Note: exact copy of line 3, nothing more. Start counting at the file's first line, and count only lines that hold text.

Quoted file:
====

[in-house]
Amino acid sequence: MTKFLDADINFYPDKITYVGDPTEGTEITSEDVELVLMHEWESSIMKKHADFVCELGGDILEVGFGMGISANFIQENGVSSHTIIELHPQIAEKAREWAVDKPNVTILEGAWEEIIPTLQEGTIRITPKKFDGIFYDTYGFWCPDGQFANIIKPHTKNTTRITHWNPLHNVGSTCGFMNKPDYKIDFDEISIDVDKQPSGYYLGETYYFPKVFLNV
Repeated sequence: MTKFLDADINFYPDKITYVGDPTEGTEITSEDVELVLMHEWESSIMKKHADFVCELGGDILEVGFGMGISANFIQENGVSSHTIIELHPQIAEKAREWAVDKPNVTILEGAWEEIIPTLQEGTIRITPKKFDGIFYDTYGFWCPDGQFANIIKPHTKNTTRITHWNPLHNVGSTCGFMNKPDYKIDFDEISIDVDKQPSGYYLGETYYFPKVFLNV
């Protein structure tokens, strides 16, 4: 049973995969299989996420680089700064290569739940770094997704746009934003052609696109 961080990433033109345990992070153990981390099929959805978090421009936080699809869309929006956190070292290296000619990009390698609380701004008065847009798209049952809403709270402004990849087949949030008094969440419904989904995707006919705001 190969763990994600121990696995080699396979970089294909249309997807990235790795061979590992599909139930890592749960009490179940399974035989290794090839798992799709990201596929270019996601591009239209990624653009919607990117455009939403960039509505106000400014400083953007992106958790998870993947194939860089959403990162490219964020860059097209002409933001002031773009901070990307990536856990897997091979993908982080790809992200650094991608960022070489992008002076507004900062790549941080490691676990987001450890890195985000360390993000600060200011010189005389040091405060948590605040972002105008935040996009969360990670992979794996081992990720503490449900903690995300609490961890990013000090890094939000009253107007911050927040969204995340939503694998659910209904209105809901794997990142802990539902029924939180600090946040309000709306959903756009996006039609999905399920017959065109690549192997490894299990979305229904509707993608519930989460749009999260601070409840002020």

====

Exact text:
Repeated sequence: MTKFLDADINFYPDKITYVGDPTEGTEITSEDVELVLMHEWESSIMKKHADFVCELGGDILEVGFGMGISANFIQENGVSSHTIIELHPQIAEKAREWAVDKPNVTILEGAWEEIIPTLQEGTIRITPKKFDGIFYDTYGFWCPDGQFANIIKPHTKNTTRITHWNPLHNVGSTCGFMNKPDYKIDFDEISIDVDKQPSGYYLGETYYFPKVFLNV